A US federal court in West Virginia has ordered Purdue
Pharma to pay $634 million in settlement to defendants
in claims over OxyContin drug.
court also sentenced three top executives of Prude Pharma
that makes the narcotic to three years'' probation and
400 hours each of community service in drug treatment
Conn-based Purdue Pharma acknowledged that its staff had
violated prescription requirements for its OxyContin painkiller.
The company also acknowledged that its "fraudulent
conduct caused a greater amount of OxyContin to be available
for illegal use than otherwise would have been available."
James P. Jones of the US district court who heard testimony
from parents of young adults who died from overdoses involving
the painkiller OxyContin indicated that he was troubled
by his inability to send the executives to prison.
testified at the hearing also included some patients who
testified about the pain relief they had received from
prosecutors had failed to produce evidence as part of
a recent plea intended to show that officials at the drug
maker were aware of wrongdoings.
Pharma said the three "top executives" would
be charged with felony. The company said that it would
also be charged with a felony.
$634 million represents 90 per cent of the profits for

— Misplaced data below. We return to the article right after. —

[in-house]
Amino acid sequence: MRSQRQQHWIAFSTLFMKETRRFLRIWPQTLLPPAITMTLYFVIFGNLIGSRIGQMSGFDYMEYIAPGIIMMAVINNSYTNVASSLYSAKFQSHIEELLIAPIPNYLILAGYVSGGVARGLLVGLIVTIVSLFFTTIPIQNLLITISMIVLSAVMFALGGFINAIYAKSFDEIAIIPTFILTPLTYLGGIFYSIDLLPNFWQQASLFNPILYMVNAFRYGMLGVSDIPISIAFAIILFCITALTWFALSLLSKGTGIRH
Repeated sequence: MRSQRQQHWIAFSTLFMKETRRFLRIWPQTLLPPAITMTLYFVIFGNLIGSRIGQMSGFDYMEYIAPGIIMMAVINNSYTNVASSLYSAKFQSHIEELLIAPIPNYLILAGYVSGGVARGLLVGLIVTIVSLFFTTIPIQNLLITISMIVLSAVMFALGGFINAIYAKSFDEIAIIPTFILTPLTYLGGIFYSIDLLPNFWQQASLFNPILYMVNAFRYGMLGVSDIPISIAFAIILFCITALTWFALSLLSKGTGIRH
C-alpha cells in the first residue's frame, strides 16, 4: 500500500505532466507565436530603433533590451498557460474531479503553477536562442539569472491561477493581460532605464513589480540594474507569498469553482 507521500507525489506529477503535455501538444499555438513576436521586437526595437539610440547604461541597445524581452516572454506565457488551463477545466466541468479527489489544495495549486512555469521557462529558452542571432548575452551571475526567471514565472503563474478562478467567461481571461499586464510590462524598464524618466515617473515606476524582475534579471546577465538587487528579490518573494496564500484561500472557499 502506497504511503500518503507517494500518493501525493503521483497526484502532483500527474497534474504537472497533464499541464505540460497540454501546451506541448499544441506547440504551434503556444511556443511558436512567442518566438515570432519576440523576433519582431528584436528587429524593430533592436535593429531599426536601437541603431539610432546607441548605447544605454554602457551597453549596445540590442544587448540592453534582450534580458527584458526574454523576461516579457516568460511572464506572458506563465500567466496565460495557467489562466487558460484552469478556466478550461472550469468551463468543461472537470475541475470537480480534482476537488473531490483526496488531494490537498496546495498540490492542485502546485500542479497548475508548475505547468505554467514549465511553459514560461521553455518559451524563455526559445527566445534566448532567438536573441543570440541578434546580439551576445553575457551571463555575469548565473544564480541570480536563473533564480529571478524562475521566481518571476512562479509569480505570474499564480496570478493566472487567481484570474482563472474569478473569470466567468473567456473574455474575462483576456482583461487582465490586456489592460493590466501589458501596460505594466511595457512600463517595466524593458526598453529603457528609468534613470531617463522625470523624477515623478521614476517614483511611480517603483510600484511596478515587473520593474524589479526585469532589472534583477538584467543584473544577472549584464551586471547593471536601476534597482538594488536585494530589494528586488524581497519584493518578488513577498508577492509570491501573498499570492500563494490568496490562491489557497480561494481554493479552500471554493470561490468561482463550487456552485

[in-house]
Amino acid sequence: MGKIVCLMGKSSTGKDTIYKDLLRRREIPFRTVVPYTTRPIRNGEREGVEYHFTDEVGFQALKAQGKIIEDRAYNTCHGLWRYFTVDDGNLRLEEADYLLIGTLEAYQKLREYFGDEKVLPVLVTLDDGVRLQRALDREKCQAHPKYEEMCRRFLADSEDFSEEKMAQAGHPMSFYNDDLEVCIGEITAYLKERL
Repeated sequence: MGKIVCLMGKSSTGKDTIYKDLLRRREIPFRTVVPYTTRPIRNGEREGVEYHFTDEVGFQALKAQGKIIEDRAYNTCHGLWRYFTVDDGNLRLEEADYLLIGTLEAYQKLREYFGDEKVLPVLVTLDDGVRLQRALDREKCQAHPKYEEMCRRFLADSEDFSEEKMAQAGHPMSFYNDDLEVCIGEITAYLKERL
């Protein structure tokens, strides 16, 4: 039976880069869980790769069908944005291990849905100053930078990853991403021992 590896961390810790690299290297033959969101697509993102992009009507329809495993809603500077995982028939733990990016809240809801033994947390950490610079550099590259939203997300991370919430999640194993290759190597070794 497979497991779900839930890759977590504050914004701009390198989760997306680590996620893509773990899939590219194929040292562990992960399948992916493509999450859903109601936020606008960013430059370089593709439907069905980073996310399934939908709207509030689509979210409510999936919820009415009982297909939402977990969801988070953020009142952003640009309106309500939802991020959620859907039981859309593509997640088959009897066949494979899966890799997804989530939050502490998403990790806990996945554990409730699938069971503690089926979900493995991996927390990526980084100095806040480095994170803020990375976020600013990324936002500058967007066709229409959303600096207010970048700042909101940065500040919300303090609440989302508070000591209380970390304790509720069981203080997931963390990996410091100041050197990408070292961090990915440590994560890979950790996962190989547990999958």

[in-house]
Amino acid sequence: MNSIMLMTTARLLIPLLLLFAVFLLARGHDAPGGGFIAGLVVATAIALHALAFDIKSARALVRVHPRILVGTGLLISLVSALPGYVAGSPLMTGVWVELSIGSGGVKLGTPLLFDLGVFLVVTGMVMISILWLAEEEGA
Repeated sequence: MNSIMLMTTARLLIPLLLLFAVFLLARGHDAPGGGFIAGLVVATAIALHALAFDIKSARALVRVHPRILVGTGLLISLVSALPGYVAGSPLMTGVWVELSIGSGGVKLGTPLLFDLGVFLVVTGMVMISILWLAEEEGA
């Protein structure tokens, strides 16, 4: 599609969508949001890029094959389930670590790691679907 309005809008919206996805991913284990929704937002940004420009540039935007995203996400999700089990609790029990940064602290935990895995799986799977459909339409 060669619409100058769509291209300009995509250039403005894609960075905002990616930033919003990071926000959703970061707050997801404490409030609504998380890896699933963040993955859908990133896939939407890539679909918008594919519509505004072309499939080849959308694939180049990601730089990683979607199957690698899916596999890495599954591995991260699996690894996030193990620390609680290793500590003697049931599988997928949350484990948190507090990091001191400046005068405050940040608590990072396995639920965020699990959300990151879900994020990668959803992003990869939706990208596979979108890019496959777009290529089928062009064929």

OxyContin sales during the time of the offence.
which is a long-acting, time-release form of the narcotic
oxycodone, is used to treat serious pain. Several reports
have suggested that Purdue may have helped fuel widespread
abuse of the drug by aggressively promoting it to general
practitioners not skilled in either pain treatment or
in recognising drug abuse. The company has denied such
addicts and young experimenters quickly discovered that
a pill needed only to be chewed or crushed before ingesting
to release large doses of oxycodone, which produces a
heroin like high. The misuse of the drug OxyContin exploded
in early 2000, just a few years after it was first sold.
of the victims want the US Food and Drug Administration
to reclassify OxyContin for use only for severe pain.
The drug currently can be prescribed for moderate pain.
ruling, however, may no mean an end op Purdue Pharma''s
legal problems. A clutch of insurers had sued it, seeking
compensation for what they contend were unnecessary prescriptions
for OxyContin, a very expensive drug that were written
because of the company''s false marketing claims.